Early urbanization of Los Angeles caused habitat fragmentation through physical barriers created by freeways, fencing, and subdivisions. The results have created many wildlife-human conflicts, especially near wildlands and in the City’s foothill communities. In the past decade, there have been many mountain lion fatalities due to vehicular collisions on local freeways. Urbanization reduced the quality and quantity of our wildlands through physical disturbances, pollution, grading hydrologic alteration, and invasive species. To protect threatened habitat, additional SEAs and wildlife corridors/habitats may be warranted. Several recent studies conducted by Caltrans and the Department of Fish and Wildlife (DFW) have identified crucial local and regional habitat and networks for wildlife.

The California Essential Habitat Connectivity Project18, led by the DFW and Caltrans, identified areas in LA County where critical habitat spaces and linkages are located. The objectives of the project are to inform local governments about the needs of creating awareness and policies that protect species travel particularly for geo-isolated medium and large size mammals (e.g. mountain lions, mule deer, coyotes, gray foxes and bobcats) in many portions of our City but with particular focus on the western edges of the San Fernando Valley. Through the use of under-crossing, Caltrans is creating corridors that reduce animal-vehicle conflicts and created multi-beneficial access for humans.

There is a high degree of overlap between parks and open space development and wildlands. As the City restores the LA River and looks to complete the federally sponsored Alternative 20 project, hundreds of new acres for wildlife will be created. In fact, the California Essential Habitat Connectivity Project identified the Los Angeles River as the primary connection within city limits between local wildlife habitats (i.e. Santa Monica Mountains, Verdugo Mountains, and Mount Hollywood). These projects will create wildlife habitat and when completed provide safer passage for wildlife.

General Plan Policies

The current Framework, Open Space, and Conservation Elements of the General Plan address wildlife corridors and the preservation of habitat linkages, establishment of wildlife buffers, creation/protection of open spaces and conservation.

Specifically, the General Plan calls for an integrated citywide/regional open space system that is accessible and unthreatened by development. There are currently no specific development standards that promote the enhancement of wildlands by addressing a specific region or target species. Many of the existing policies call to protect, conserve, and enhance our watershed, SEAs, wildlife habitats, and other natural resources but are vague in respect to the details. Some of the new Community Plans like West Adams and Sylmar, established policies that minimize and regulate development and designate publicly owned land as open space for the purpose of protecting wildlife habitats and corridors.

Future Direction

To preserve available wildlands, it is crucial to integrate policies such as preserving ecological systems that protect flora and fauna. The migration of animals is a regional activity that occurs across City and County boundaries, as species do not abide by city limits or borders and require open space to roam. The Los Angeles River Revitalization and Alternative 20 projects serve as an opportunities to enhance connections for wildlife. How can our future policies capture how wildlife habitats interface with our City and overlap with other resource management goals and safety objectives to protect these lands, mitigate the effect of human activity, and reduce encroach-ment? What General Plan policies can help preserve the existence of open space and wildlife?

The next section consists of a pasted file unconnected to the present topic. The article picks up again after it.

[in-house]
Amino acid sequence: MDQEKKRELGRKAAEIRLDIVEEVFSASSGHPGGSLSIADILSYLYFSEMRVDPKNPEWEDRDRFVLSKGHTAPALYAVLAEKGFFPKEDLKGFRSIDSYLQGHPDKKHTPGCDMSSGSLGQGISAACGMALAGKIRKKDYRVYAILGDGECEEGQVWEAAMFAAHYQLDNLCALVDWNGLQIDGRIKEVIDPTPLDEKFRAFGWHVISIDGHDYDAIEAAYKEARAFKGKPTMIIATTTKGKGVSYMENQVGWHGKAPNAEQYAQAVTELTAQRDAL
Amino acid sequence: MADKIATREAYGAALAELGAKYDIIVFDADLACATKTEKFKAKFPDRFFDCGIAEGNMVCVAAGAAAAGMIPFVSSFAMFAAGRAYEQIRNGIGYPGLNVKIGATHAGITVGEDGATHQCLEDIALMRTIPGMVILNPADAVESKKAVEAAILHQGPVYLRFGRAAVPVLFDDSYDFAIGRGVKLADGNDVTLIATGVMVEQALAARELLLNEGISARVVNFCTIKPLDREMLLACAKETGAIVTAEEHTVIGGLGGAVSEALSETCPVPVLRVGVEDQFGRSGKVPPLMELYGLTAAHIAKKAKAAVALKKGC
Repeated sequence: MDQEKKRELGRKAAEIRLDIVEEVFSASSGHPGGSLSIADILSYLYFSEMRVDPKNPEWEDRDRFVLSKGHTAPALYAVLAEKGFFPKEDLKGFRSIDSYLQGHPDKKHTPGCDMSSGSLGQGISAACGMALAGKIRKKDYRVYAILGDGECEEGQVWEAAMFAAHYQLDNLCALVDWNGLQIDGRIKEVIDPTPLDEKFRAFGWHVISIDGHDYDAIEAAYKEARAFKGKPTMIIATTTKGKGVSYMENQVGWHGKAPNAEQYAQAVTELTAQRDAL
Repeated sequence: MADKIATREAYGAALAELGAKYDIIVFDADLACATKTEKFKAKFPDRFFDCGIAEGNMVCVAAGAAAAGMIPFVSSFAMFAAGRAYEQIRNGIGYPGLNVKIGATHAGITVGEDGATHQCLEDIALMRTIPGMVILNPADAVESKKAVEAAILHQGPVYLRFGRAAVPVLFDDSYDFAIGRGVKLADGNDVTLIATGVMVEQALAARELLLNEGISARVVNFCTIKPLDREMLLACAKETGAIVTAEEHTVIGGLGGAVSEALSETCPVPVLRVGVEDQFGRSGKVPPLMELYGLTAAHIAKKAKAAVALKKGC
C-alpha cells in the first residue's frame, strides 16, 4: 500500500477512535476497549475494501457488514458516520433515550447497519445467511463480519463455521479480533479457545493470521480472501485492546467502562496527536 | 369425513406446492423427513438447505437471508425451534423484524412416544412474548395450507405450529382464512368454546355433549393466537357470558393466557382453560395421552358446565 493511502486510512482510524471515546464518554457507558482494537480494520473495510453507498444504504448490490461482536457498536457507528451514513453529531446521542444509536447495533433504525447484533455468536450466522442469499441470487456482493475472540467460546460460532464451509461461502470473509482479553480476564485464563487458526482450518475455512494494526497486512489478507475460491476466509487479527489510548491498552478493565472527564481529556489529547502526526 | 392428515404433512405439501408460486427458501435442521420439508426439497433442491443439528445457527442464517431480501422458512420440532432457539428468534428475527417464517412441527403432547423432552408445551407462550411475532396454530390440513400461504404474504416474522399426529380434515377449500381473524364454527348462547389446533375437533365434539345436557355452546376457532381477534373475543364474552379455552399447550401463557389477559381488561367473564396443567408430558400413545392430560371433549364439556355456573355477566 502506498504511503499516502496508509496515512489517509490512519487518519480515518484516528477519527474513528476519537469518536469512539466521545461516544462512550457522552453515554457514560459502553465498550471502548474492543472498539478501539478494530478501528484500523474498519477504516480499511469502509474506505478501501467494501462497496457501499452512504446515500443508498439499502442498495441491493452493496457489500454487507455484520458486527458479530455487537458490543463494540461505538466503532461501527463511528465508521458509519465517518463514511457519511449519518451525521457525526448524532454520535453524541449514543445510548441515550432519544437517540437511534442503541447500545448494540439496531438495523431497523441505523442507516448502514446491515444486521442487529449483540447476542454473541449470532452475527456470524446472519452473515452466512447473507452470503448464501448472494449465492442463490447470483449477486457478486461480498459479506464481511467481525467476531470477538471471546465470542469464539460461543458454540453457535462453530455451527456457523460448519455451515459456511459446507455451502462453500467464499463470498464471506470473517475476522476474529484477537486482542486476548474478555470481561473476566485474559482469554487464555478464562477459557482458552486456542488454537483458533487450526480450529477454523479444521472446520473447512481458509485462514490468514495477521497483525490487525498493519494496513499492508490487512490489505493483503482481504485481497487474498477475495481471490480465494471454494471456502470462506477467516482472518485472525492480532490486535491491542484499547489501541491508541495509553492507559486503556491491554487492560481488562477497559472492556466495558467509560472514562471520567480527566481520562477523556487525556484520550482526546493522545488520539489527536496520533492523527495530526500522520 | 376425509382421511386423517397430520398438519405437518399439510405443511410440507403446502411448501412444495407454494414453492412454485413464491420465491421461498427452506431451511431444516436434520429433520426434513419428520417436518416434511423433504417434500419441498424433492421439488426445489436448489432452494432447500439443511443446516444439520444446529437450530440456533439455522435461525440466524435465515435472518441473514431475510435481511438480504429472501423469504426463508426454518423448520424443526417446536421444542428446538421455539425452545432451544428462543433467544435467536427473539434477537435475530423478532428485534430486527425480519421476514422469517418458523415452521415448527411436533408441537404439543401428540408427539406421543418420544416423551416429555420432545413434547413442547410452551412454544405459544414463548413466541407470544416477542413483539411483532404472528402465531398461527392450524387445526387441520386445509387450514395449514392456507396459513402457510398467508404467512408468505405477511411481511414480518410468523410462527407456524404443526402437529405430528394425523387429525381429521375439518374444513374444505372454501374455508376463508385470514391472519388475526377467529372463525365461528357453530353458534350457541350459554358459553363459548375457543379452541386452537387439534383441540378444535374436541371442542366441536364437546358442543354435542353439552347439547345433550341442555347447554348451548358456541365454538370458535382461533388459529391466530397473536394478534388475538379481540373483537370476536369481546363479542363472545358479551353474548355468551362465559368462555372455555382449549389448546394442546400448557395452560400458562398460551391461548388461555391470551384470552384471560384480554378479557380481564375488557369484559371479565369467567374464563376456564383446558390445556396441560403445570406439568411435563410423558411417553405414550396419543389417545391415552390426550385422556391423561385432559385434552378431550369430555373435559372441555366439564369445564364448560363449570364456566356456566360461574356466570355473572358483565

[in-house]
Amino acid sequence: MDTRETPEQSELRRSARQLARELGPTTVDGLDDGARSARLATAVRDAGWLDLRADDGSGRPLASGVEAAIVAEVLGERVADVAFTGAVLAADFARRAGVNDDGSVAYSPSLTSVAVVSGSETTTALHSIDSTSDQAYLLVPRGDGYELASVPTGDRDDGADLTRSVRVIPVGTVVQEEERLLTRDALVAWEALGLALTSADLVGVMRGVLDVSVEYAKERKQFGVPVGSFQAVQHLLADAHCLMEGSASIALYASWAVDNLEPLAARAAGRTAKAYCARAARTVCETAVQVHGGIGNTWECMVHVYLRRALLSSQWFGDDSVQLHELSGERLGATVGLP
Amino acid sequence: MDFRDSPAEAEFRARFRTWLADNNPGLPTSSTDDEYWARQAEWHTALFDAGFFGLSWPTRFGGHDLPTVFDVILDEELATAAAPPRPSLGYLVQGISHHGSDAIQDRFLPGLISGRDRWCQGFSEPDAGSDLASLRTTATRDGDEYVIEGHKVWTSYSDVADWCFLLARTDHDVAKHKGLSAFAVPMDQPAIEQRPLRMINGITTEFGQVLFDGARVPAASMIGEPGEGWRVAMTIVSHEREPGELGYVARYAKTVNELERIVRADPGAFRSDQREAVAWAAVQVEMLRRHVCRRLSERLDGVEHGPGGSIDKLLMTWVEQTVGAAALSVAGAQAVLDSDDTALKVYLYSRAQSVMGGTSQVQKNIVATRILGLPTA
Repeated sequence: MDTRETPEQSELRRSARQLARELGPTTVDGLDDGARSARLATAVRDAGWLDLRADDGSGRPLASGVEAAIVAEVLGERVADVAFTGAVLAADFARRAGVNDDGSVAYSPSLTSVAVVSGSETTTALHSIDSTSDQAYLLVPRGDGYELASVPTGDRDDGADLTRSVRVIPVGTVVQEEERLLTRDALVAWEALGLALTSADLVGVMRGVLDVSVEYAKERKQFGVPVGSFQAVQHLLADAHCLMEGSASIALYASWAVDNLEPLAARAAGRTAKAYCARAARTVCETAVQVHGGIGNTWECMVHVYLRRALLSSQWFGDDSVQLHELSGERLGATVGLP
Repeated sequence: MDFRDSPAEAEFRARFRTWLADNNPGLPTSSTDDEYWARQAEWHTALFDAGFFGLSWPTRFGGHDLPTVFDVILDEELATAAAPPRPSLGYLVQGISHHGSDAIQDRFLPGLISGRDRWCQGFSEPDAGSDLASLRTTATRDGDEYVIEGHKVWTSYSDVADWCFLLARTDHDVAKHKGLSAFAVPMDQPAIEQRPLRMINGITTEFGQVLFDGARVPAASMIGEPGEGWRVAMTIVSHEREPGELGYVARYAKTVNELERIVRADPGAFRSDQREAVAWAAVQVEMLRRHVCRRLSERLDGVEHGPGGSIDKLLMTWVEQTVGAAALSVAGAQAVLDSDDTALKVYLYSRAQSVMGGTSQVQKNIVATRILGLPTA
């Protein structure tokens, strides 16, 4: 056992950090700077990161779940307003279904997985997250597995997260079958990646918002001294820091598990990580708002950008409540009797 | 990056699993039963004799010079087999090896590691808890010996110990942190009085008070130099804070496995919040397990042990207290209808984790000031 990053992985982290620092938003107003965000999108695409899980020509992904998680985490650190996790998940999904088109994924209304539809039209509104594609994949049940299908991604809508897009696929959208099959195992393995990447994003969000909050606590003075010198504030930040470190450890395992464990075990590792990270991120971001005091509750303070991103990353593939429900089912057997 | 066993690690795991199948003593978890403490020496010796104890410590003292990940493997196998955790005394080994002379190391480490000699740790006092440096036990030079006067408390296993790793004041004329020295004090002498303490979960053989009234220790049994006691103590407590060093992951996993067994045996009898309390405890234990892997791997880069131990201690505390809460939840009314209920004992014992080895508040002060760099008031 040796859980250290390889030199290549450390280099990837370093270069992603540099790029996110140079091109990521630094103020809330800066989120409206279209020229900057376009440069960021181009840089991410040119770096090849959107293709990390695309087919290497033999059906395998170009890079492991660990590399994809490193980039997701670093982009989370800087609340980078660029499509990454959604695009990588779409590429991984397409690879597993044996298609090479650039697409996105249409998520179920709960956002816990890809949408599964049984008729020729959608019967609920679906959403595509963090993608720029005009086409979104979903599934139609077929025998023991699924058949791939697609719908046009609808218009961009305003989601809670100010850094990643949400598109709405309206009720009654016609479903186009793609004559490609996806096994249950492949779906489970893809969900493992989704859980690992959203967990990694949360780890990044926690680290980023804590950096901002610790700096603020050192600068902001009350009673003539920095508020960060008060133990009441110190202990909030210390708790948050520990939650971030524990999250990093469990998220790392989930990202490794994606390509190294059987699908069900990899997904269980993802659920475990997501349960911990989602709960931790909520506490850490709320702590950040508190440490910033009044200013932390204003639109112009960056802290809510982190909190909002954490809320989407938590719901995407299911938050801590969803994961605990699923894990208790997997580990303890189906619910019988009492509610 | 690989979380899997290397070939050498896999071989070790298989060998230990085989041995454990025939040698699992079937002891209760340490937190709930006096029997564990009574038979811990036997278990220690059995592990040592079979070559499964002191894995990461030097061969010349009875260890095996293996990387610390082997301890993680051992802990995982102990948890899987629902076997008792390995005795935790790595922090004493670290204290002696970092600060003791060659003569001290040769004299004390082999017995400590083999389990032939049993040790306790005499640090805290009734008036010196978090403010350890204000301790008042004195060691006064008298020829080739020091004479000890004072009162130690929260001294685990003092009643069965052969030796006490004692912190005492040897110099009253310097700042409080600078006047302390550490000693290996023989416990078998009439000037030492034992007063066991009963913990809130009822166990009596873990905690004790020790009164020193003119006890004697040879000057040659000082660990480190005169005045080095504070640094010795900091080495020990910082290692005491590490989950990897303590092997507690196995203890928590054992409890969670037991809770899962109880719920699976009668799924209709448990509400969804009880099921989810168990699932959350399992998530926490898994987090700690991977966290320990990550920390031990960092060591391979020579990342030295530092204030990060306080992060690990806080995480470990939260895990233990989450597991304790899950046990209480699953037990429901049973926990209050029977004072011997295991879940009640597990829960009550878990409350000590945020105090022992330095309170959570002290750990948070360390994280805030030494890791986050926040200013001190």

The City of Los Angeles is experiencing a resurgence of interest in creating and enhancing public meeting spaces and pedestrian connections that provide more intimate ways to experience our City. The open space network is being expanded by streetscape enhancements which include urban trees, green alleys, green streets, and parklets. Through citywide initiatives like Great Streets and People Streets, they are being interwoven into spaces that include our existing network of plazas, pocket parks, commercial corridors and recreational stairways. Collectively, they begin to create citywide pedestrian linkages between neighborhoods, create recreational opportunities, and increase pedestrian activity on streets. Connections and their amenities have broad appeal, as they evoke a historic time in Los Angeles, offering a city with a human scale and shared experiences.

These new flexible-use spaces are being integrated into our urban fabric to foster connections between communities and public and private amenities. Connections are the networks that develop between transit, park space, civic centers, residences, and workplaces. Much like traditional neighborhood parks and open spaces that offer passive uses (e.g., picnicking, walking and other social events) and active uses (e.g., hiking, running, and other exercise activities), these public spaces provide multiple opportunities to commute, exercise, congregate, relax and people watch.